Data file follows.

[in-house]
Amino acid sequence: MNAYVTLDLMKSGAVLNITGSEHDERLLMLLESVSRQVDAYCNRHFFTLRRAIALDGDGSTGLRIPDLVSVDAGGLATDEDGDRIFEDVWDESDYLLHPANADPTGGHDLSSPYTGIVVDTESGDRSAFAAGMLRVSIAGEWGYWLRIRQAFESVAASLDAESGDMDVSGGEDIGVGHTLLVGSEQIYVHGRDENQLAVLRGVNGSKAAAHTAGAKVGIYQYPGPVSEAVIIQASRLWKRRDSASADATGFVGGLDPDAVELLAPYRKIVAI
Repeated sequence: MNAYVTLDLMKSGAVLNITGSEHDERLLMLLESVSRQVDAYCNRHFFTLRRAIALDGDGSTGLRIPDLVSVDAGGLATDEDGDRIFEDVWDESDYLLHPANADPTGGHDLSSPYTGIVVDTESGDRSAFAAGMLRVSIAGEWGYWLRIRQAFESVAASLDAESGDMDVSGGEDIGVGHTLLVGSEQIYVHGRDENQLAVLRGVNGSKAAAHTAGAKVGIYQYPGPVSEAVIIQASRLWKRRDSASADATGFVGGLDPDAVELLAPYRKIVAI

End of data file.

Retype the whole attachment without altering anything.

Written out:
[in-house]
Amino acid sequence: MNAYVTLDLMKSGAVLNITGSEHDERLLMLLESVSRQVDAYCNRHFFTLRRAIALDGDGSTGLRIPDLVSVDAGGLATDEDGDRIFEDVWDESDYLLHPANADPTGGHDLSSPYTGIVVDTESGDRSAFAAGMLRVSIAGEWGYWLRIRQAFESVAASLDAESGDMDVSGGEDIGVGHTLLVGSEQIYVHGRDENQLAVLRGVNGSKAAAHTAGAKVGIYQYPGPVSEAVIIQASRLWKRRDSASADATGFVGGLDPDAVELLAPYRKIVAI
Repeated sequence: MNAYVTLDLMKSGAVLNITGSEHDERLLMLLESVSRQVDAYCNRHFFTLRRAIALDGDGSTGLRIPDLVSVDAGGLATDEDGDRIFEDVWDESDYLLHPANADPTGGHDLSSPYTGIVVDTESGDRSAFAAGMLRVSIAGEWGYWLRIRQAFESVAASLDAESGDMDVSGGEDIGVGHTLLVGSEQIYVHGRDENQLAVLRGVNGSKAAAHTAGAKVGIYQYPGPVSEAVIIQASRLWKRRDSASADATGFVGGLDPDAVELLAPYRKIVAI